* Providing decision support tools to help DOI land managers mitigate the effects of the oil spill and assist in restoration efforts

worldview-2 Gulf of Mexico Oil Spill satellite photo

WorldView-2 Satellite Image of Gulf Oil Spill

(Image Credit: DigitalGlobe)

This is an enhanced satellite image of the oil spill and clean up effort in the Gulf of Mexico.

This image leverages the different sensor bands of the WorldView-2 satellite to highlight the oil and dispersant.

The oil spill from the Deepwater Horizon oil rig occurred after an explosion on April 20, 2010 and various methods of containing the oil spill have been developed, including controlled burns, domes over the oil spill, and the use of remotely operated vehicles to manipulate equipment on the sea floor.

To watch a time lapse video of satellite images of the Gulf Oil Spill visit here.

About Satellite Imaging Corporation:

Satellite Imaging Corporation (SIC), a privately held technology company that provides high resolution satellite imagery from satellite sensors such as GeoEye-1, WorldView-2 Worldview-1, QuickBird, IKONOS, SPOT-5 and other remote sensing products for analysis and mapping applications such as Geographic Information System (GIS).

The company specializes in mono and stereo satellite imaging technology producing seamless orthorectified satellite imaging mosaics DEM’s and 3D terrain models for many industries using CAD and GIS applications including engineering and construction, homeland security, defense, intelligence and disaster response using high and medium resolution mono and stereo satellite image data.

For more information contact:

Satellite Imaging Corporation
36842 Meadow Creek Court
Magnolia, Texas  77355-8603
U.S.A.

Toll Free (866) 283-2952 (US and Canada only)
Tel: (1) 832-237-2900
Fax: (1) 832-237-2910
Website: www.satimagingcorp.com

Satellite Images Capture Green Point Stadium in Cape Town, South Africa – Home to the FIFA World Cup 2010

Sunday, May 16th, 2010

Satellite images of the construction and newly completed Cape Town Stadium (also known as Green Point Stadium) in Cape Town, South Africa a 68,000 seat multi-purpose stadium built for the FIFA World Cup 2010.

satellite image Green Point Stadium, Cape Town, South Africa

QuickBird Satellite Image of Green Point  Stadium Completed Construction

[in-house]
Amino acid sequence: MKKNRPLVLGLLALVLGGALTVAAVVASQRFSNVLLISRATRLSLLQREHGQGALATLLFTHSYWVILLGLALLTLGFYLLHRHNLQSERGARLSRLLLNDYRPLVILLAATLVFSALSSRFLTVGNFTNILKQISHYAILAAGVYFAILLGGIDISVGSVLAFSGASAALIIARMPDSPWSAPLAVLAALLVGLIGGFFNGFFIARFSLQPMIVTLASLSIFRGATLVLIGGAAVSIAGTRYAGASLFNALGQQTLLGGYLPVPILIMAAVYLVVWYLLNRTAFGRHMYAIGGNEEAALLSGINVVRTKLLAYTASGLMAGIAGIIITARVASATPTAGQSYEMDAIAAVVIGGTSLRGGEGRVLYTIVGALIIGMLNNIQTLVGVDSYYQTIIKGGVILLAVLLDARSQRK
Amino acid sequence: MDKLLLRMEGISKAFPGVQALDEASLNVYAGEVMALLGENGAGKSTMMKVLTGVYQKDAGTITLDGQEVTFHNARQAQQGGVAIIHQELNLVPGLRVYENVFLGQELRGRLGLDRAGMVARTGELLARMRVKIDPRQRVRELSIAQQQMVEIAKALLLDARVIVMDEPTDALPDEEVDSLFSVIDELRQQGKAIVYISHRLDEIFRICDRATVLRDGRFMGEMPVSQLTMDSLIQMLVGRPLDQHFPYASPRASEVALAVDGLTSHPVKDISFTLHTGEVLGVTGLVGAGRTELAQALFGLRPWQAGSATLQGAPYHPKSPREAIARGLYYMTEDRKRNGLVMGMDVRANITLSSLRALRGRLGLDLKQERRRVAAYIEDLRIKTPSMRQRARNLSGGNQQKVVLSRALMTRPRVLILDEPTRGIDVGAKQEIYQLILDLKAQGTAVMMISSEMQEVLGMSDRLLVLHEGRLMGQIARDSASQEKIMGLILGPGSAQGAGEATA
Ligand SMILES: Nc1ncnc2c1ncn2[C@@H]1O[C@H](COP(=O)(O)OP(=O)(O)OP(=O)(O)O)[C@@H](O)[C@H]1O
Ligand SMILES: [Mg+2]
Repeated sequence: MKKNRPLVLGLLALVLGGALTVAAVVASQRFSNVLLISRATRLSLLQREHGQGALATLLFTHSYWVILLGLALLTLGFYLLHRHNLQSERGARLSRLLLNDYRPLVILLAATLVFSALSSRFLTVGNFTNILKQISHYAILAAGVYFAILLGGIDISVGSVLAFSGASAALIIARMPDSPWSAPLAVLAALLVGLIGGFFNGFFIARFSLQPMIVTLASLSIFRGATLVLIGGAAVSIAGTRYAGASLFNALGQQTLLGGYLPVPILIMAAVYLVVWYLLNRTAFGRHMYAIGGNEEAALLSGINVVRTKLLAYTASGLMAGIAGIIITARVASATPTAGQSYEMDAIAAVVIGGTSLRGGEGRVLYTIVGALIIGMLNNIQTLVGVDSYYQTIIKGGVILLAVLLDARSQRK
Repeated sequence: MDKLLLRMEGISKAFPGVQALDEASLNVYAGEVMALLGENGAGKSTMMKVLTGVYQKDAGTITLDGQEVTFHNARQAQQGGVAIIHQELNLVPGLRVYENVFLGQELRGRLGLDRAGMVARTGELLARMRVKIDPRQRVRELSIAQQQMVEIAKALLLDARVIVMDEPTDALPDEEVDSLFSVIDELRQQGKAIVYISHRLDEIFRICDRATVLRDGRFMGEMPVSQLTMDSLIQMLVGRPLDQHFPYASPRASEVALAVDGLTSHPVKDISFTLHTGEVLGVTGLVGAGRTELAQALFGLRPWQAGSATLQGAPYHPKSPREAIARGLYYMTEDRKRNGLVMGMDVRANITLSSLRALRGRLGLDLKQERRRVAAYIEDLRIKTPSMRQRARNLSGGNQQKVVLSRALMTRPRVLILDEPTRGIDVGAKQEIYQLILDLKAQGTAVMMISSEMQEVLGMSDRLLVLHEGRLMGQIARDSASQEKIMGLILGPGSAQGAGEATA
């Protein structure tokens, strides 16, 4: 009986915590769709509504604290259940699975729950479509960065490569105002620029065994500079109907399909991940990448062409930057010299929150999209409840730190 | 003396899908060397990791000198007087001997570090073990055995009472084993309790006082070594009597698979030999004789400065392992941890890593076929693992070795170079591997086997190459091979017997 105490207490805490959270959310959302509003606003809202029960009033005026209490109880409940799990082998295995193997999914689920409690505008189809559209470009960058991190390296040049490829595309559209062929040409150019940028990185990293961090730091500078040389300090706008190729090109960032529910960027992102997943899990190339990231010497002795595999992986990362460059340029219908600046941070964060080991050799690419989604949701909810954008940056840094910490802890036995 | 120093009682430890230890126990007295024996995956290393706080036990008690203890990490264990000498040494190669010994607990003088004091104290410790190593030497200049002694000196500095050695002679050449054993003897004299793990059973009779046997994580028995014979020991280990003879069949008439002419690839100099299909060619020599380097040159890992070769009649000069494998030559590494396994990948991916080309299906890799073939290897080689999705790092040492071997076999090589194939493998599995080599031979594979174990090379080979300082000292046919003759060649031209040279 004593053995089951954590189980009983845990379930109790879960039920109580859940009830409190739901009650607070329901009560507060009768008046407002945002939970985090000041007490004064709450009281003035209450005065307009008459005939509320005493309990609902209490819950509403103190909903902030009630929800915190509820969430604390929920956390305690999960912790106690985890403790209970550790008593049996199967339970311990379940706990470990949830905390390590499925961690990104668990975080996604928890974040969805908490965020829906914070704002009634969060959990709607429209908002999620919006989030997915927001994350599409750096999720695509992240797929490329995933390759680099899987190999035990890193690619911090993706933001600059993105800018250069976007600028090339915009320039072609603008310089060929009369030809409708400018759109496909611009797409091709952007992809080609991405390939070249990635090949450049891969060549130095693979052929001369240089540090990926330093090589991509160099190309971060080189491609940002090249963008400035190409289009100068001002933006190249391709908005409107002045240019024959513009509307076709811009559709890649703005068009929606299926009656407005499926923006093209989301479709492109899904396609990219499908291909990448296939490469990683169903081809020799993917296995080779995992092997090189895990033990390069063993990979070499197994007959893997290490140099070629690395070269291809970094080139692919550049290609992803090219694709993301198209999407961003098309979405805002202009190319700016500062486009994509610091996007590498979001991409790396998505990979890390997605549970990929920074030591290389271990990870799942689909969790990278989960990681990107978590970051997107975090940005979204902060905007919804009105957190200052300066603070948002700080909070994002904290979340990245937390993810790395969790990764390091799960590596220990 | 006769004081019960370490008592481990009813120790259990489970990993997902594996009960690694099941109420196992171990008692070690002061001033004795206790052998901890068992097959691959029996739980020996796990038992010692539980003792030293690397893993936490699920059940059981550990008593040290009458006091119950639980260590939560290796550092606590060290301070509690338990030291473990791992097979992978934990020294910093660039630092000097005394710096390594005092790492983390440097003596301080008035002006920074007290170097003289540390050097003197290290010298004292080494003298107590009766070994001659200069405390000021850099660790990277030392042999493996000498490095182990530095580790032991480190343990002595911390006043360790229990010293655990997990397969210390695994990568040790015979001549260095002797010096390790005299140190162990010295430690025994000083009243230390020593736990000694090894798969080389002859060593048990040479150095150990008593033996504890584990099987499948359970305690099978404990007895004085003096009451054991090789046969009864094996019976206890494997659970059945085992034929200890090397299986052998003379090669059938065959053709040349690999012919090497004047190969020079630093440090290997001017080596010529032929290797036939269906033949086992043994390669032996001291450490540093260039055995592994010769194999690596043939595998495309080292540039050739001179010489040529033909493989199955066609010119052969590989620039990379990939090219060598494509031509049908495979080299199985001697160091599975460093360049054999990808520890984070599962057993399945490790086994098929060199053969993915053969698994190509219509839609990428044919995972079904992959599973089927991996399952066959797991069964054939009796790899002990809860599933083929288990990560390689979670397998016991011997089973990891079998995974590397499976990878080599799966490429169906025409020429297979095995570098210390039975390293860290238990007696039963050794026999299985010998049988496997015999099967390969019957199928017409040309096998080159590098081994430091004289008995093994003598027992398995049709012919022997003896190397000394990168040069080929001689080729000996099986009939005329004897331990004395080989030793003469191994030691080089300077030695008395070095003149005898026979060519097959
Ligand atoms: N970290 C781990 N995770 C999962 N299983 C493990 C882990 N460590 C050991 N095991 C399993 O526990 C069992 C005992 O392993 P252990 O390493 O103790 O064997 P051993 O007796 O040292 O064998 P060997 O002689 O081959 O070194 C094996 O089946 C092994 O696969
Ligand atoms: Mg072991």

Cape Town, South Africa

(Image Copyright © DigitalGlobe 2010. All Rights Reserved.)

The Green Point Stadium which was demolished in 2007 with a 18,000 seat capacity hosted many football matches including the Santos Football Club and Ajax Cape Town at different points and to various popular music concerts including Michal Jackson.

Construction began in March of 2007 and took  33 months to complete costing approximately US $600 million. The stadium was completed in December of 2009.

satellite photo Green Point Stadium World Cup cape town

GeoEye-1 Satellite Image of Green Point Stadium Construction

Cape Town, South Africa

(Image Copyright © GeoEye 2010. All Rights Reserved.)

The stadium is located in Green Point, between Signal Hill and the Atlantic Ocean, near the Cape Town city center. The stadium will host first round, second round, quarter, and semi-final matches. GeoEye-1 .50-meter resolution collected this image September 11, 2009.

After the 2010 World Cup, the stadium will be reduced to a capacity of 55, 000 and will cater to various sports, including rugby, as well as music concerts and other major events.

Official FIFA World Cup Website

About Satellite Imaging Corporation:

Satellite Imaging Corporation (SIC), a privately held technology company that provides high resolution satellite imagery from satellite sensors such as GeoEye-1, WorldView-2 Worldview-1, QuickBird, IKONOS, SPOT-5 and other remote sensing products for analysis and mapping applications such as Geographic Information System (GIS).

The company specializes in mono and stereo satellite imaging technology producing seamless orthorectified satellite imaging mosaics DEM’s and 3D terrain models for many industries using CAD and GIS applications including engineering and construction, homeland security, defense, intelligence and disaster response using high and medium resolution mono and stereo satellite image data.

For more information contact:

Satellite Imaging Corporation
36842 Meadow Creek Court
Magnolia, Texas  77355-8603
U.S.A.

Toll Free (866) 283-2952 (US and Canada only)
Tel: (1) 832-237-2900
Fax: (1) 832-237-2910
Website: www.satimagingcorp.com

Satellite Images Capture Earthquake Destruction in Yushu, China

Monday, April 19th, 2010

Satellite images captured the damage of the 7.1 magnitude earthquake that hit Yushu, China last week. The quake struck the Tibetan Autonomous Prefecture of Yushu Wednesday and has left 12,135 injured, of whom 1,434 are in serious condition.

The death toll has climbed to 2,039 from the earthquake in northwest China’s Qinghai Province, with 195 people still missing, according to the rescue headquarters.